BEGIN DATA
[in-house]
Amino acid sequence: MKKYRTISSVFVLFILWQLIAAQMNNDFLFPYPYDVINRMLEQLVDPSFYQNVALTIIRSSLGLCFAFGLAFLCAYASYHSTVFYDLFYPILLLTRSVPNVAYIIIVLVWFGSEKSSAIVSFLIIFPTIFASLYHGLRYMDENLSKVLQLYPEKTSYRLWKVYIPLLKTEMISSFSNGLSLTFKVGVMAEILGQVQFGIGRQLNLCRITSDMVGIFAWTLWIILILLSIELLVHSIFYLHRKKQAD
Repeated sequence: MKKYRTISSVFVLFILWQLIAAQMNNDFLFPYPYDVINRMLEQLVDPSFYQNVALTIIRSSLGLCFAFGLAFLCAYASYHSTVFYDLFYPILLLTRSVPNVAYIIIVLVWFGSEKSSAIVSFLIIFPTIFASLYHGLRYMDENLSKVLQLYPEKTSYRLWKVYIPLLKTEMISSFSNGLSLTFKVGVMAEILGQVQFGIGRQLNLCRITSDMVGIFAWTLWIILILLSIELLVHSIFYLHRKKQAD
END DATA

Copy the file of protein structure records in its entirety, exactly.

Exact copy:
[in-house]
Amino acid sequence: MKKYRTISSVFVLFILWQLIAAQMNNDFLFPYPYDVINRMLEQLVDPSFYQNVALTIIRSSLGLCFAFGLAFLCAYASYHSTVFYDLFYPILLLTRSVPNVAYIIIVLVWFGSEKSSAIVSFLIIFPTIFASLYHGLRYMDENLSKVLQLYPEKTSYRLWKVYIPLLKTEMISSFSNGLSLTFKVGVMAEILGQVQFGIGRQLNLCRITSDMVGIFAWTLWIILILLSIELLVHSIFYLHRKKQAD
Repeated sequence: MKKYRTISSVFVLFILWQLIAAQMNNDFLFPYPYDVINRMLEQLVDPSFYQNVALTIIRSSLGLCFAFGLAFLCAYASYHSTVFYDLFYPILLLTRSVPNVAYIIIVLVWFGSEKSSAIVSFLIIFPTIFASLYHGLRYMDENLSKVLQLYPEKTSYRLWKVYIPLLKTEMISSFSNGLSLTFKVGVMAEILGQVQFGIGRQLNLCRITSDMVGIFAWTLWIILILLSIELLVHSIFYLHRKKQAD